Good for Ms James, I should say. Anyone who knows me would tell you I'm all for transforming fairy tales into more transgressive genres. My biggest problem with Fifty Shades of Grey, though, is that it's all pseudo-transgression, with endless talk about sadomasochistic practices leading to very little action on that front. Most of the erotic action is of the so-called 'normal' kind - that is if you find it normal for a very recently 'deflowered' girl to have mind-blowing orgasms at the drop of a hat while maintaining a constant dialogue with her 'inner goddess'. The worst that can be said of the sex scenes is that they tend to be described with too many unoriginal adjectives and far too many exclamation marks.

As one reviewer wrote, 'suffering through 500 pages of this heroine's inner dialogue was torturous, and not in the intended, sexy kind of way'.

Basically this is M&B with S&M - old-fashioned Mills and Boons spiced up with a bit of Sadism and Masochism - boosting all the classic ingredients of those romances: innocent heroine meets fatally attractive/powerful/rich/brilliant hero (in the case of the incredible Christian Grey, all of these adjectives apply) with a dark and difficult past; he saves her life (repeatedly, throughout the trilogy, in the case of the incredible Christian Grey) while she saves his soul; and love conquers all. You don't have to read all three books to know that Anastasia and Christian will end up getting decently married and living happily ever after. While still enjoying kinky sex, of course, just to make sure all readers get the point that nothing beats the pleasures of the conjugal bed. Or floor. Or whatever.  

OK, enough already, before I start sounding like a cynical and sexually frustrated wife. I've heard that the trilogy has added spice to the boring sex lives of many married couples, for which Ms James also deserves praise. As for me, I prefer novels that are well-written, with believable characters and situations, and sex-scenes without inner goddesses interfering all the time. And whatever else Fifty Shades of Grey is, well-written it is not. 

'Clunky prose', some reviewers call it, but clunky doesn't cover it. Cringe-inducing is more like it. Believe it or not, but this erotic heroine's favourite exclamation - and boy, does she love exclaiming! - is 'Holy cow!'. When she's feeling more daring, she uses 'Holy crap!'. When she loses it completely, she shouts 'Holy shit!' and occasionally even 'Holy fuck!'. I mean, really. 

So, good for Ms James and all her millions of female readers who dream of being dominated in bed or in life, but count me out. I certainly won't be reading the rest of the trilogy. Sometimes, as far as books and sex go, once is indeed enough.   

Wednesday, October 24, 2012

Betting on books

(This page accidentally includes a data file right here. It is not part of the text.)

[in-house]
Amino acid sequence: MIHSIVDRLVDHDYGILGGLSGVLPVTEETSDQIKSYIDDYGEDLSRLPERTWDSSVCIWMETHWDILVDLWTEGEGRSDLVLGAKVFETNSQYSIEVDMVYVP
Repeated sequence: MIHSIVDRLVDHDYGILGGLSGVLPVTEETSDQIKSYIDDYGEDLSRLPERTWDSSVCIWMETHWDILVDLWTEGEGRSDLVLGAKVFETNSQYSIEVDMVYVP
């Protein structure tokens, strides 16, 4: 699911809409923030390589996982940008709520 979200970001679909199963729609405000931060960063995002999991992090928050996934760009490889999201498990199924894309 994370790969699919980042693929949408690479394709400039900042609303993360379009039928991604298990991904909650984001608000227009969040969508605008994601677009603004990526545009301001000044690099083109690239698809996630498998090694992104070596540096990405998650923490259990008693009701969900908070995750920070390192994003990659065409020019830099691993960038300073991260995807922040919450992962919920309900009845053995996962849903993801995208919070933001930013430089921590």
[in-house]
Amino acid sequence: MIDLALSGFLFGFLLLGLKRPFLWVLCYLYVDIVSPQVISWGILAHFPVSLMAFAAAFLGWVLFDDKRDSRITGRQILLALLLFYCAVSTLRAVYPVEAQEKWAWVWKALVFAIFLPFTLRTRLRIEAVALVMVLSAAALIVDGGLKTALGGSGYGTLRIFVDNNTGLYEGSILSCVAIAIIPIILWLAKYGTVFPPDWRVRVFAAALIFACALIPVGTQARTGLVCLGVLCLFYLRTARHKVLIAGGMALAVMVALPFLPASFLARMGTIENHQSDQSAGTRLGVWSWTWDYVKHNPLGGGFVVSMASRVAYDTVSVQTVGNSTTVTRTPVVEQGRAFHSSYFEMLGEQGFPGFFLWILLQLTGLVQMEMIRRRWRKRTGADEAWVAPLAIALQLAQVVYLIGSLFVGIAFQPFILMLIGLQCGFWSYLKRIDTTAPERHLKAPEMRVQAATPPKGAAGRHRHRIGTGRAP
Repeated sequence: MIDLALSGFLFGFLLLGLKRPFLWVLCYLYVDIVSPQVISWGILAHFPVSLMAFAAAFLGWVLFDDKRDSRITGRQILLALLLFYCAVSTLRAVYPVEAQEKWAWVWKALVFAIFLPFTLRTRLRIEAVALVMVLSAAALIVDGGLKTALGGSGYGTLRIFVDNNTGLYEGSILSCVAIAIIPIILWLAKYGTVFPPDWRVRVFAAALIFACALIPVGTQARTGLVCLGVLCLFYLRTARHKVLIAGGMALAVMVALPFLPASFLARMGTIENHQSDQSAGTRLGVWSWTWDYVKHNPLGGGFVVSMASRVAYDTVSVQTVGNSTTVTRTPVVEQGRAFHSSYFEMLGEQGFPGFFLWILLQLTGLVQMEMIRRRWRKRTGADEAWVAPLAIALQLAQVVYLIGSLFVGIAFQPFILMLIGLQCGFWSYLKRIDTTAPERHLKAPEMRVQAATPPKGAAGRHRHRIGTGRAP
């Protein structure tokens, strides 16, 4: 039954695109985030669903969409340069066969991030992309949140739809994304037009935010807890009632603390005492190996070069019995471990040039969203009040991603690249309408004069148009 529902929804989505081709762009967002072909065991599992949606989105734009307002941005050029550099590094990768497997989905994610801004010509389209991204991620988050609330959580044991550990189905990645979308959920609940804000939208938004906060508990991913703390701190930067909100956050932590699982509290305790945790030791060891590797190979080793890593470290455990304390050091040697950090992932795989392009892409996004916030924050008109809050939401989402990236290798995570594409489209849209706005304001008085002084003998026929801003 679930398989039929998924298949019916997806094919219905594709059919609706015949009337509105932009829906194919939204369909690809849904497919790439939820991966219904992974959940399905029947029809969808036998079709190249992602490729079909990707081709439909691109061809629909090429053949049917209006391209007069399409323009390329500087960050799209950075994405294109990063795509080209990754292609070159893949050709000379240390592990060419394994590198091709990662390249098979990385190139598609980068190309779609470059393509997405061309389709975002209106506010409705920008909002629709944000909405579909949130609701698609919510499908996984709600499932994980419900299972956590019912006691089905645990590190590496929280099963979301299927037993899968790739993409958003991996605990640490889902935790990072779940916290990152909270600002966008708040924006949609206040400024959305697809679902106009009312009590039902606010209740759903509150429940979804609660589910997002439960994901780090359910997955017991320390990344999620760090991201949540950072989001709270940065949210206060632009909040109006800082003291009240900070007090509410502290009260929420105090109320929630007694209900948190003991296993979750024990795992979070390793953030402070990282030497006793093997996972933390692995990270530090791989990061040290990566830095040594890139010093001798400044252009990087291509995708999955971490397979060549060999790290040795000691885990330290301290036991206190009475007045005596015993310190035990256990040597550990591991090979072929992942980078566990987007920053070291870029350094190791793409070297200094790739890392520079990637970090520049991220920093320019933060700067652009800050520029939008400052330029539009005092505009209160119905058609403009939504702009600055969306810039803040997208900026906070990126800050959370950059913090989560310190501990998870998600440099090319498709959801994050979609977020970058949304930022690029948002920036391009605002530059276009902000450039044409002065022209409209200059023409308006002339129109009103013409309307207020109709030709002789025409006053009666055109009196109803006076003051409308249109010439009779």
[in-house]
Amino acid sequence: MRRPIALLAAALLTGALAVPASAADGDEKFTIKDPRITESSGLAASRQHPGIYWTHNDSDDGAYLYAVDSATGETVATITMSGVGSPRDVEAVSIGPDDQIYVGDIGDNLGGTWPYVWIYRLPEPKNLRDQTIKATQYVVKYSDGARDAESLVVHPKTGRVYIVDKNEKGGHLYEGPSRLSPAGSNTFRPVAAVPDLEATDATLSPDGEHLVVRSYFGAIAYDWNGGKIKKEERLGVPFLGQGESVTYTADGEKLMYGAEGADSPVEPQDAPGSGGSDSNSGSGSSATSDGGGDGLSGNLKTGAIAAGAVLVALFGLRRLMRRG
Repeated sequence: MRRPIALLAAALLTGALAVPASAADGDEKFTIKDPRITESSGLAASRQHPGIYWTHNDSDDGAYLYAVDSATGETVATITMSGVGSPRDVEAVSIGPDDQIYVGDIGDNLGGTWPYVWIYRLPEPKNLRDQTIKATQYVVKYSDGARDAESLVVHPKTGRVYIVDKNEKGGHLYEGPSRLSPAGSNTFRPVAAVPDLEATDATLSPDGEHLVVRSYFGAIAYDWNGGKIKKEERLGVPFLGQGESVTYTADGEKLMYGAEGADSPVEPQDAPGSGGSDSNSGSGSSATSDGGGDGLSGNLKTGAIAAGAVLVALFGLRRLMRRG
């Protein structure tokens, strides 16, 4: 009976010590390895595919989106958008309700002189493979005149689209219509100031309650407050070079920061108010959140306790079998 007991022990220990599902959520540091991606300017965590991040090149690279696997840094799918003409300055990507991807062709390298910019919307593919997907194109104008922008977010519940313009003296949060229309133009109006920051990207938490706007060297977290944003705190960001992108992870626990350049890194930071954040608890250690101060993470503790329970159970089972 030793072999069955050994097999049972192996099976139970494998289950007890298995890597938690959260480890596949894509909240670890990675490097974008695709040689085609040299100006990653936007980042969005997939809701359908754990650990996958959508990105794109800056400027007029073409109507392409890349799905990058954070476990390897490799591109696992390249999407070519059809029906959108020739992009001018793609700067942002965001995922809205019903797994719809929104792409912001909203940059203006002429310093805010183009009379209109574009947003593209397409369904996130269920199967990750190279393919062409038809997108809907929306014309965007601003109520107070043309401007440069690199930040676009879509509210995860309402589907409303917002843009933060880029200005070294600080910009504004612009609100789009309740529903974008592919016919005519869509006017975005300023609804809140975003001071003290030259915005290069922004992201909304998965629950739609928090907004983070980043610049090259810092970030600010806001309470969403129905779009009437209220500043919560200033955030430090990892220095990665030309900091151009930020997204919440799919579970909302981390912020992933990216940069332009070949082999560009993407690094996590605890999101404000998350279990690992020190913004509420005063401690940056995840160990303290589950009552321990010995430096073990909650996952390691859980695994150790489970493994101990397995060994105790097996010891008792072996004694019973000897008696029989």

If I was the gambling type, I might have made a quick buck this month with some clever literary bets. Two of my favourite novels of the past year have just been crowned with two major literary prizes. And I'm not saying this with the wisdom of hindsight; I've got my blog to prove it!

In May I posted a piece on an Afrikaans novel which impressed me so much that I simply had to share my enthusiasm with as many people as possible, even though this blog usually deals only with English books: And last week my enthusiasm was richly rewarded when Sonja Loots's Sirkusboere won the South African M-Net Prize. Well done, Ms Loots.

Even bigger and better is the Man Booker Prize which was won by Hilary Mantel - once again! - for Bring up the Bodies, about which I raved in my previous post: With this achievement Mantel becomes the first woman to win two 'Bookers' and the first author to be crowned for a novel (Wolf Hall) as well as its sequel. Brava to the marvellous Mantel.

But all this trumpet blowing is actually just a way of easing into a rather embarrassing confession. Because when it comes to the biggest literary prize of all, also announced this month, I've bombed completely. To my shame I've never read anything written by the Chinese winner of the Nobel Prize,  Mo Yan. To be perfectly honest, I didn't even know his name until last week. Although if I'd been the gambling type, I would have noticed his name on the Ladbrokes list of possible winners, with the rather high odds of 8 to 1.

Although not as high as the odds against Bob Dylan (12/1), whom I would have bet on if I was into betting. Not because I believed that he would win, but because I would have really loved it if an old rock 'n roll poet won this most respectable of all prizes. So if I had to bet on the Nobel Prize, I would certainly have lost whatever I might have made with the M-Net and the Man Booker.

Thank heavens I'm not the gambling type, after all.